Congresswoman Sheila Jackson Lee’s mayoral campaign accused a right-wing blogger of assaulting its chair during a Monday morning scuffle, marring an otherwise quiet first day of early voting.
Polls opened on time across the city and county at 7 a.m. and no major issues were reported, according to the Harris County Clerk’s Office.
Candidates for mayor were spotted campaigning outside polling stations early in the morning, and Jackson Lee was among the first group of Houstonians to cast a vote in the election.
Hours later, the Houston Police Department was called at 9:50 a.m. to a satellite office of her campaign in response to a disturbance, according to HPD spokesperson John Cannon.
Campaign Chair Gerald Womack, 66, told police he was assaulted by a 56-year-old man who had been harassing him for the past five or six months, Cannon said.
The man entered the Almeda Street office and, when asked to leave, struck Womack in the face with his fist, according to Cannon, citing the report. The punch knocked Womack off his feet, causing him to hit his head. The pair then briefly scuffled before the suspect left the office on foot, Cannon said.
A bump was observed by police on the back of Womack’s head, Cannon said.
Womack declined medical care, Cannon said. HPD’s major assault unit will conduct follow-up interviews with Womack and the suspect, Cannon said.
In a Monday afternoon statement, Jackson Lee’s campaign accused a right-wing Houston blogger of attacking Womack at the satellite office in the 4400 block of Almeda Road. The incident occurred one day after the blogger posted an inflammatory piece accusing Womack of running a “ballot harvesting scheme” at that location.
“We are deeply concerned by these attacks and this is yet another example of how dangerous conspiracy rhetoric inflamed by Republican extremists has real consequences where people get hurt,” the Jackson Lee campaign statement read.
The statement said the campaign had increased security measures.
The blogger, who the Houston Landing is not naming because no charges have been filed, referred a request for comment to his attorney, Oliver Brown, who said his client was the victim of the attack.
“Mr. Womack, I think, tried to assault my client. But that’s all that we know right now,” Brown said.
Brown said he was unaware of his client’s blog post, and said he does not believe the interaction between the two men had anything to do with the election.
“I think Mr. Womack may have been upset with him on other reasons,” Brown said, without elaborating.
The incident occurred following a weekend of unwelcome headlines for Jackson Lee’s campaign after an audio recording purporting to be the congresswoman berating a staffer with curse words and insults.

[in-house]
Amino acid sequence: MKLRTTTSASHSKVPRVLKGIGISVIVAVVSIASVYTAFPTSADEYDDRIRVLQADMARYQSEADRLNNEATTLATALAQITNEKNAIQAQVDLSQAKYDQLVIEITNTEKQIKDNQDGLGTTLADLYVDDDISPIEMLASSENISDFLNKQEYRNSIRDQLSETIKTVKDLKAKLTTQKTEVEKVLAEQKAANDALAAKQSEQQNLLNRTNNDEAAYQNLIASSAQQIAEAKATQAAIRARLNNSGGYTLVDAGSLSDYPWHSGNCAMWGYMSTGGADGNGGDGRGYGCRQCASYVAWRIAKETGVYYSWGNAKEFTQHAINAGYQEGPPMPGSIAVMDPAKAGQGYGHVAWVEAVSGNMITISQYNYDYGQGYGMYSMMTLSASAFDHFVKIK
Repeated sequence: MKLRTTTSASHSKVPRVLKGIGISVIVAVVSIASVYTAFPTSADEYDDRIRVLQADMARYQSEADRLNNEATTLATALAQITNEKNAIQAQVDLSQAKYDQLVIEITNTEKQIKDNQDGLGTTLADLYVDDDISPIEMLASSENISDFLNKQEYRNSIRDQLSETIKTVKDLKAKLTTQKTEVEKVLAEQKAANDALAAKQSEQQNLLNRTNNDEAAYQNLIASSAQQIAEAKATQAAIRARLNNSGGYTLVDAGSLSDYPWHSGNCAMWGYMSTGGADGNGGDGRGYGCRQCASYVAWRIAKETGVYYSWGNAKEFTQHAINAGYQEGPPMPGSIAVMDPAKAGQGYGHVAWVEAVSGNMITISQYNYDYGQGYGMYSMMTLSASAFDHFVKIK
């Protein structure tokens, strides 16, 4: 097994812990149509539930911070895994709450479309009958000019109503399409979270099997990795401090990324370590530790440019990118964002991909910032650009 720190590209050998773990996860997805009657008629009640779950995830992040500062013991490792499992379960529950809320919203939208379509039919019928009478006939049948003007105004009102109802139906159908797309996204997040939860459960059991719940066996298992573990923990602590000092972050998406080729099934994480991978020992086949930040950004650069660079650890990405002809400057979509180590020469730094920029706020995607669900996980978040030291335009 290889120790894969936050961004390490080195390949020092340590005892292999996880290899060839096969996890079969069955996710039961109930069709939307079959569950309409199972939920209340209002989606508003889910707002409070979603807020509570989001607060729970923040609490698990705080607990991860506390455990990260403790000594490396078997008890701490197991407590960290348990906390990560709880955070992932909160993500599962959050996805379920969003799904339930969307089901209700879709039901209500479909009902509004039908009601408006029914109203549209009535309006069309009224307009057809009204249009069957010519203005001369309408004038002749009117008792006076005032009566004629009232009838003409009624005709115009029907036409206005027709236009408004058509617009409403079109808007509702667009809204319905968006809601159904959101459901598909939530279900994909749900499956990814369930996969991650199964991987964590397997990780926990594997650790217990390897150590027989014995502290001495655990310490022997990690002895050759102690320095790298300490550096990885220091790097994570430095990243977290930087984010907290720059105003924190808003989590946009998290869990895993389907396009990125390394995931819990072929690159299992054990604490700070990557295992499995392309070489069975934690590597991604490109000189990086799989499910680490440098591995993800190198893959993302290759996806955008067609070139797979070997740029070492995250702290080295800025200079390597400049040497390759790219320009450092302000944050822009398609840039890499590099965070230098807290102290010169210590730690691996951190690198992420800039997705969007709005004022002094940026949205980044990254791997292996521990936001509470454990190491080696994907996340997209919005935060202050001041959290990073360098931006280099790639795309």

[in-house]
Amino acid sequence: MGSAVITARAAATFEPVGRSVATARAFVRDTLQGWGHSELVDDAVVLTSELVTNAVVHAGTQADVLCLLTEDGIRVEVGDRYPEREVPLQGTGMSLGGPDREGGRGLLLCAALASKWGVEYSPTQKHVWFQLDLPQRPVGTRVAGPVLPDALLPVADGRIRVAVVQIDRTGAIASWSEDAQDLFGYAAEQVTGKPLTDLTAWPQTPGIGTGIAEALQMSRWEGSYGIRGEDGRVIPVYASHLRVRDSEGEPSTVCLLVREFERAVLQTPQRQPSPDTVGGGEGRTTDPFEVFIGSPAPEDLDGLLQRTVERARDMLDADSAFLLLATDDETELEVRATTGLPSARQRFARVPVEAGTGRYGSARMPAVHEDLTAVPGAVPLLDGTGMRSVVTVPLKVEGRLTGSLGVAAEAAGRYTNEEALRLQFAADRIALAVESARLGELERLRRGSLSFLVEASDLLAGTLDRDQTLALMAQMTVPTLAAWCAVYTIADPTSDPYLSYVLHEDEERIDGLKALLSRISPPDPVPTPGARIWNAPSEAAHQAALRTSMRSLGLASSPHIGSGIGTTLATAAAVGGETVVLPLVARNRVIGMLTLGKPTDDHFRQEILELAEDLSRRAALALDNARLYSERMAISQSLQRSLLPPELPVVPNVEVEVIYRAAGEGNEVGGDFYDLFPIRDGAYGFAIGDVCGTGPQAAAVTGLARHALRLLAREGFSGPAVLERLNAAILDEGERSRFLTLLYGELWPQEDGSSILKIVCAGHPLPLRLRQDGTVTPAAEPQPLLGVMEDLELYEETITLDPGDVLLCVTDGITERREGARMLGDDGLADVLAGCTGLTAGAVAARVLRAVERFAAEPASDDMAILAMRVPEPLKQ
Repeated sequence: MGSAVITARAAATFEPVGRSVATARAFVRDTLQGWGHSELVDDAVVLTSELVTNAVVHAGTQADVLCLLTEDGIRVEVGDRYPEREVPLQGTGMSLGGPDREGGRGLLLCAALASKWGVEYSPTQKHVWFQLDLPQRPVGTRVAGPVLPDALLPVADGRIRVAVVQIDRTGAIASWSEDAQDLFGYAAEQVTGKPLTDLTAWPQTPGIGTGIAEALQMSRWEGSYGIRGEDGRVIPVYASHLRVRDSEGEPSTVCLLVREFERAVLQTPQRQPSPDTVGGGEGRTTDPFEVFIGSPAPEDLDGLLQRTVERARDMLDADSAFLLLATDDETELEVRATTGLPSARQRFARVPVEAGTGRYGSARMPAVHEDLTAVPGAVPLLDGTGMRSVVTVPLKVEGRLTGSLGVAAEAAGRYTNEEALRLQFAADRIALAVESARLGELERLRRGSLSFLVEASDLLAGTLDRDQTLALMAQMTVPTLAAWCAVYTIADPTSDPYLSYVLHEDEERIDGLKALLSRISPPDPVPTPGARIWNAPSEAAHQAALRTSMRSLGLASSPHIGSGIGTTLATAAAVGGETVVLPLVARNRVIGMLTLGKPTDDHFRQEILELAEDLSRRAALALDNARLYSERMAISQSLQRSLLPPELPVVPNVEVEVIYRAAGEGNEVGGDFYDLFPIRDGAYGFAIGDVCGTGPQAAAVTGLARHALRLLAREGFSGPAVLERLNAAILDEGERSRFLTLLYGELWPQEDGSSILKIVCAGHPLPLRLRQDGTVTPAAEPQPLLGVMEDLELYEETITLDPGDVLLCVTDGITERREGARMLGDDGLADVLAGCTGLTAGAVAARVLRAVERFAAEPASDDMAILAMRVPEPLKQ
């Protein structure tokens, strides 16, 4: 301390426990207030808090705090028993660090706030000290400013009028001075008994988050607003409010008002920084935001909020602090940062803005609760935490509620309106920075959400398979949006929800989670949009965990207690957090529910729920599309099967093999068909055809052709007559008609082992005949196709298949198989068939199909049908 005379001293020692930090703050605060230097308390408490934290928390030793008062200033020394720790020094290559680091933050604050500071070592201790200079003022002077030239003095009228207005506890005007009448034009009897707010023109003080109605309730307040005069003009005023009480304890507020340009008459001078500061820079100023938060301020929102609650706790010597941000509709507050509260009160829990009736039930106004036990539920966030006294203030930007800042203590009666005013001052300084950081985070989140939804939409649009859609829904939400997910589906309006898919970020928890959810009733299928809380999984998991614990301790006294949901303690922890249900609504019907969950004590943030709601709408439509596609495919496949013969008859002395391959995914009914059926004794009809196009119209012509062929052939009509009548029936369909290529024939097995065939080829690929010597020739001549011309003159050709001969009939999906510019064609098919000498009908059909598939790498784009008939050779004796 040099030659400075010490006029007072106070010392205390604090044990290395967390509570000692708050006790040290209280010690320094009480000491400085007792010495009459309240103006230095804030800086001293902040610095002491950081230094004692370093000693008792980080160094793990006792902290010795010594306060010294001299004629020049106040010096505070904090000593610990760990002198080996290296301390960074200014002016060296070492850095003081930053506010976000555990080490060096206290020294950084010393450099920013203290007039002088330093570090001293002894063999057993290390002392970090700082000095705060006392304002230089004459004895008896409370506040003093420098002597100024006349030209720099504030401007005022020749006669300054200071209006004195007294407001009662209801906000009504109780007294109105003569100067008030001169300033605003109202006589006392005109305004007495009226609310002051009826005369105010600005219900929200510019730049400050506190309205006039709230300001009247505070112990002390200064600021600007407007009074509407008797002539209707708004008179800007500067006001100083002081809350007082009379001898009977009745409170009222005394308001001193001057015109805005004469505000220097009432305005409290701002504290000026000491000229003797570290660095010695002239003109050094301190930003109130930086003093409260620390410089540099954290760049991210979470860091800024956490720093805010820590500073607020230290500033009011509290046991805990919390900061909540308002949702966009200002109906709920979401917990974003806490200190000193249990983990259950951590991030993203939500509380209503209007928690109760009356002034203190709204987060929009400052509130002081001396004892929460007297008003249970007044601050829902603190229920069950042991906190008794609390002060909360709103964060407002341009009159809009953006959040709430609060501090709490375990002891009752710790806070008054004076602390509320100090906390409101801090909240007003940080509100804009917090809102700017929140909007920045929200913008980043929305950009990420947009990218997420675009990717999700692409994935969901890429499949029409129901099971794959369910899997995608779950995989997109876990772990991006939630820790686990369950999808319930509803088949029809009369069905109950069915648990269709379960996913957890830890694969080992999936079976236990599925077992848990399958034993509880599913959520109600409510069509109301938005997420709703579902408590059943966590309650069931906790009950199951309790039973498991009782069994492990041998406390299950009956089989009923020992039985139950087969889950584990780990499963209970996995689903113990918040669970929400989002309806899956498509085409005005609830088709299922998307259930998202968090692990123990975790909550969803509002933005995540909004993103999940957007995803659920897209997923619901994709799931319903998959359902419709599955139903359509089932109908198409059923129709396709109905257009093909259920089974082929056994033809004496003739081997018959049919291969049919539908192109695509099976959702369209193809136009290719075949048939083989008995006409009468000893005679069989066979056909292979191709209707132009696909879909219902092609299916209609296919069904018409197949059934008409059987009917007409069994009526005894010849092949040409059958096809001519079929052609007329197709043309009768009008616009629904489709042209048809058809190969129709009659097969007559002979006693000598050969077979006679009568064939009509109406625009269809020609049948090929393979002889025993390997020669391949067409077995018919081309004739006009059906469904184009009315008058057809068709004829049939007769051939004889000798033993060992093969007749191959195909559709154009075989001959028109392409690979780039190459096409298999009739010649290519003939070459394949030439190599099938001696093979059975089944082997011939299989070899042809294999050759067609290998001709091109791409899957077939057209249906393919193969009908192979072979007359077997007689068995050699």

Right-wing media and the accounts run by the Republican National Committee circulated the audio.
The Houston Landing and other local news outlets had been unable to verify the authenticity of the recording, but in a Monday evening statement, Jackson Lee acknowledged the recording and expressed regret for her comments.
“I know that I am not perfect,” Jackson Lee wrote. “I recognize that in my zeal to do everything possible to deliver for my constituents I have in the past fallen short of my own standards and there is no excuse for that. I am passionate about serving my constituents. I want the best for all of them.”
Prior to the statement’s release, Jackson Lee’s campaign declined to confirm or deny the audio’s authenticity and accused state Sen. John Whitmire’s campaign of having a hand in the recording’s circulation. Whitmire’s camp denied having anything to do with the recording.
The audio prompted the Harris County Young Democrats to announce Monday morning that it had withdrawn its endorsement of Jackson Lee. The organization previously had issued a joint endorsement of Jackson Lee and Whitmire.
Jackson Lee blamed her political opponents for the recording’s appearance in the final weeks of the campaign.
“To anyone who has listened to this recording with concern, I am regretful and hope you will judge me not by something trotted out by a political opponent, that worked to exploit this, and backed by extreme Republican supporters on the very day that polls open, but from what I’ve delivered to Houstonians over my years of public service,” she wrote.
Early voting runs through Nov. 3.
Correction: An earlier version of this story incorrectly attributed a statement to a Houston Police Department spokesman. The story has been updated to delete that statement.